On the frontend, Submitty uses JavaScript to allow for interactivity with the site. Historically, the JS code was written and imported globally and that lives in the site/public/js folder. However, embracing modern standards, we are increasingly looking to write all new frontend code as ES6 modules.

ES6 Modules allow JavaScript code to be split up into “modules” that can allow other modules to import functions and variables. Modules in Submitty are loaded the same way as normal JavaScript files using the PHP function $this->output->addInternalJs(...). Unlike normal JavaScript, modules are “bundled” together by esbuild. This process takes all files imported and creates a single, minified JavaScript file that is served to the user.

Unlike regular JS files, ES6 modules are not included into the global JS scope, and are self-contained. When a module is executed, it only has access to the things that it imports, and we cannot call functions defined within modules directly from the DOM. As such, to hook a function defined in a module to something in the DOM, such as a click event listener, you will need to use the addEventListener API. This separation of regular JS and modules also extends to HTML, attributes such as onclick and other inline event handlers cannot call functions defined in modules even if they are exported.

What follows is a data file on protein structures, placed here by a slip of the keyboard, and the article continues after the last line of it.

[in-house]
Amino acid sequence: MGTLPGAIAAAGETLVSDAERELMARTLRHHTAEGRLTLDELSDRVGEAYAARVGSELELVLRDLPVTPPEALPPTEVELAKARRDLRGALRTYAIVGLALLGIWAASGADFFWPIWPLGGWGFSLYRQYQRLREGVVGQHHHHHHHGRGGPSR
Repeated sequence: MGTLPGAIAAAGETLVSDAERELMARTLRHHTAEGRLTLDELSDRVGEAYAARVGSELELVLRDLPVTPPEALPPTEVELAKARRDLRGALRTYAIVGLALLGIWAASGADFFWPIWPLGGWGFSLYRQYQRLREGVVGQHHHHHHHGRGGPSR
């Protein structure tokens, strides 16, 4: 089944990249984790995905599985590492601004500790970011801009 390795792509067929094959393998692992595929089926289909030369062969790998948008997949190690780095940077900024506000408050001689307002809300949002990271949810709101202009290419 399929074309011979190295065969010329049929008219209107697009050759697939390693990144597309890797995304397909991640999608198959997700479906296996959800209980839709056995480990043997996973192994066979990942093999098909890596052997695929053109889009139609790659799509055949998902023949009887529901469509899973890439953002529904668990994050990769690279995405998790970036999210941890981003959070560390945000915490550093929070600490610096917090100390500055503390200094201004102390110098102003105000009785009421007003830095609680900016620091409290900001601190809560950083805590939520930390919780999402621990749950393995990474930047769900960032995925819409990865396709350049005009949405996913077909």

JavaScript modules are placed in the Submitty/site/ts directory and running the install script will launch esbuild and bundle files, the output will be placed in the Submitty/site/mjs directory. You can run the command npm run build to manually bundle files after running npm install from the Submitty/site directory.

npm run build uses node to run the Submitty/site/.build.js file, this contains the logic for searching which files to transpile and bundle, along with the configuration for esbuild.

Creating new modules

Any new module written should be a .ts file to take advantage the type safety of TypeScript. Top levels files under the ts directory are considered entry points and once bundled will create a corresponding .js file under the public/mjs directory along with a sourcemap. Support files for your module can be created under a new directory in the ts area, like the utils directory. On the PHP side, you will then only need to include the single corresponding mjs file to your top level entry point file. This has the advantage of reducing the number of files sent to the client.


TypeScript is a superset of JavaScript that allows strongly typed syntax which is then transpiled into normal JavaScript. Any file with the .ts file type will be transpiled by esbuild as part of the npm run build command and Submitty install script.

Loading JavaScript files

Once a module or regular JavaScript file is written it needs to be served to the user and included by the HTML. This is done in PHP through the addInternalModuleJs and addInternalJS. Each function takes a target filename which is then sent to the user and timestamped to prevent browsers from caching old versions. These functions are defined in the site/app/libraries/Output.php.

Both functions work similarly but the addInternalJS searches the site/public/js directory and addInternalModuleJs searches the site/public/mjs directory.


// searches the site/public/mjs area, its source file would be site/ts/foo.ts
// searches the site/public/js area